The Founding Conservatives: How a Group of Unsung Heroes Saved the American Revolutionby David Lefer
—John Dickinson, 1773
A nation at war and widespread mistrust of the military. A financial crash and an endless economic crisis. A Congress so divided it barely functioned. Bitter partisan disputes over everything from taxa&/b>/b>
“It is not only the cause, but our manner of conducting it, that will establish character.”
—John Dickinson, 1773
A nation at war and widespread mistrust of the military. A financial crash and an endless economic crisis. A Congress so divided it barely functioned. Bitter partisan disputes over everything from taxation and the distribution of wealth to the role of banks and corporations in society. Welcome to the world of the Founding Fathers.
According to most narratives of the American Revolution, the founders were united in their quest for independence and steadfast in their efforts to create a stable, effective government. But the birth of our republic was far more complicated than many realize. The Revolution was nearly derailed by extremists who wanted to do too much, too quickly and who refused to rest until they had remade American society. If not for a small circle of conservatives who kept radicalism in check and promoted capitalism, a strong military, and the preservation of tradition, our country would be vastly different today.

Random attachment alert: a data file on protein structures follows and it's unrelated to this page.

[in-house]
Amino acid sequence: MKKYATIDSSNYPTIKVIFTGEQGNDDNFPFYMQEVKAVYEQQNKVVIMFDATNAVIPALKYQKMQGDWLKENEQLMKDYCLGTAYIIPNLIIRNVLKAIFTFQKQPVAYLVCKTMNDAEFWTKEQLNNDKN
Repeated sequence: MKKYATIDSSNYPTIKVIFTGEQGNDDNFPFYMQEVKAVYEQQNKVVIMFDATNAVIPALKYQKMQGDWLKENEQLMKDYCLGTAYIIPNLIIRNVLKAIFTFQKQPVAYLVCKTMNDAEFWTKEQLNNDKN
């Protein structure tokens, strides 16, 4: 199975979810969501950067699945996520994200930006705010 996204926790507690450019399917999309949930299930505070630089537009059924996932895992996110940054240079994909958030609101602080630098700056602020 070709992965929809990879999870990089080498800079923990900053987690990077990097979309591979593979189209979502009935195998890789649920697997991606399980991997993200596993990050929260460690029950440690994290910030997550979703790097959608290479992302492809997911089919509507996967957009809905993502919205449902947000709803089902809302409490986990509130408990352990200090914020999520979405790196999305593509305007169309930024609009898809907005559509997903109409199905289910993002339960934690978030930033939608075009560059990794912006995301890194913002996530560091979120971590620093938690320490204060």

In the first book to chronicle the critical role these men played in securing our freedom, David Lefer provides an insightful and gripping account of the birth of modern American conservatism and its impact on the earliest days of our nation.
Among these founding conservatives were men like John Dickinson, who joined George Washington’s troops in a battle against the British on July 4, 1776, and that same week drafted the Articles of Confederation; James Wilson, a staunch free-market capitalist who defended his home against a mob of radicals demanding price controls and in the process averted a bloody American equivalent to Bastille Day; Silas Deane, who mixed patriotism with profit seeking while petitioning France to aid America; and Robert Morris, who financed the American Revolution and founded the first bank and the first modern multinational corporation in the United States.